Crayère en Champagne

The soil in Champagne

Numerous benefits for both the vines and future Champagne

Champagne also harbours secrets galore below ground

A tour of Champagne includes the things we can see: its hillsides, villages, vines gently rustling in the breeze and growers busy at work. But it also includes what we can't see, below ground, and this is every bit as important! 

Deep in the Champagne subsoil are myriad features that have a direct influence on Champagne wine. If it is planted in another type of subsoil, the same grape variety, although planted at the same latitude, will not produce the same Champagne – even if it is made in exactly the same way.  

Ready to travel back in time? 90 million years to be exact. Back then, oceans covered every surface of land. Sediments (rock deposits) tossed about by the oceans settled on the seabed, piling up to as much as 200 metres in height!

Fast-forward 70 million years, and the Paris Basin, the geological region covering most of the northern half of France, gradually sank in the centre under the weight of the accumulated sediments. Various types of rock then surfaced in successive layers.

The secrets of the Champagne subsoil

The secrets of the Champagne subsoil

main qui touche le sol champenois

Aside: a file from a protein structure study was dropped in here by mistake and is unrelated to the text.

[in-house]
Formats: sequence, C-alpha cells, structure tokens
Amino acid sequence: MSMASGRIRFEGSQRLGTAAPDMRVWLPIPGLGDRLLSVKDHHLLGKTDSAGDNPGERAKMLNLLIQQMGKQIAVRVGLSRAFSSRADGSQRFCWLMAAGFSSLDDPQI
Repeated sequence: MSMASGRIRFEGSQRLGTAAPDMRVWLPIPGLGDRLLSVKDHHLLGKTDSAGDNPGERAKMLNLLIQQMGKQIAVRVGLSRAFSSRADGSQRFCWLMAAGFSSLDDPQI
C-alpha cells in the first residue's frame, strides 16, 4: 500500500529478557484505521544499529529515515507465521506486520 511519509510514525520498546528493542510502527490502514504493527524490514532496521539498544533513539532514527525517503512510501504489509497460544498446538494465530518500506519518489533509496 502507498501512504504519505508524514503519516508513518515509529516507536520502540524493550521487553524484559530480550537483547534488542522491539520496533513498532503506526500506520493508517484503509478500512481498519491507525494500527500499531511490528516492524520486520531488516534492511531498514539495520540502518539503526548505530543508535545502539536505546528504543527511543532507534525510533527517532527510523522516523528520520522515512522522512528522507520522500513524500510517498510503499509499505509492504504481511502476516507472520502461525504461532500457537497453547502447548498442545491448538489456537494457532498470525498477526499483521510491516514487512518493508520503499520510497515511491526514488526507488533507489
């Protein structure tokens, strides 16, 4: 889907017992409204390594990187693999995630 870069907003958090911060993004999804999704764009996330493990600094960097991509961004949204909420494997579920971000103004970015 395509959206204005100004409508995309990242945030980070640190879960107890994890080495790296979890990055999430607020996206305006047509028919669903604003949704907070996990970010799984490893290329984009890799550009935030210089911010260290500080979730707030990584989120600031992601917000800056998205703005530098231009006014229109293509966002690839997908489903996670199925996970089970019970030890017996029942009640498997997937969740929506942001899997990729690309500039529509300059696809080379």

Crayère en champagne
sous-sol champenois

Regional differences in subsoil, for the same designation

In Champagne, the outcrops of sedimentary rock are 75% limestone, composed of chalk, marl and limestone proper. This type of subsoil is porous, thus allowing for good drainage. It therefore provides vines with excellent growing conditions, as their roots will stay dry and, in turn, this helps to increase grape quality.

Even though the region’s subsoil also comprises other sediments, the Champagne vines thrive best on chalk. But what exactly is chalk and how did it form? It is made up of fragments of marine micro-organisms deposited millions of years ago. Being highly porous, it acts as a reservoir (storing 300-400 litres of water per m3). This ensures that the vines have a steady supply of water even in the driest summers. 

What’s more, chalk draws in water through capillary action, naturally regulating the vine’s water consumption. This water stress in growing season achieves that delicate balance of ripeness, acidity and berry aroma potential.

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There is an ideal soil for each grape variety

The choice of Champagne planting is based on compatibility with the nature of the local soil. Three varieties are particularly well suited and therefore made the cut: Pinot Noir, Chardonnay and Meunier.

Depending on the soil types across the different regions in the Champagne production area – whether marl, chalk or hard limestone – one grape variety will be chosen over another:  accordingly, Chardonnay is mainly grown in Côte des Blancs as well as Côte de Sézanne. The vines in Montagne de Reims, the eastern part of the Marne Valley and in Côte des Bar are planted with Pinot Noir. Last but not least, Meunier is cultivated in the western part of the Marne Valley.

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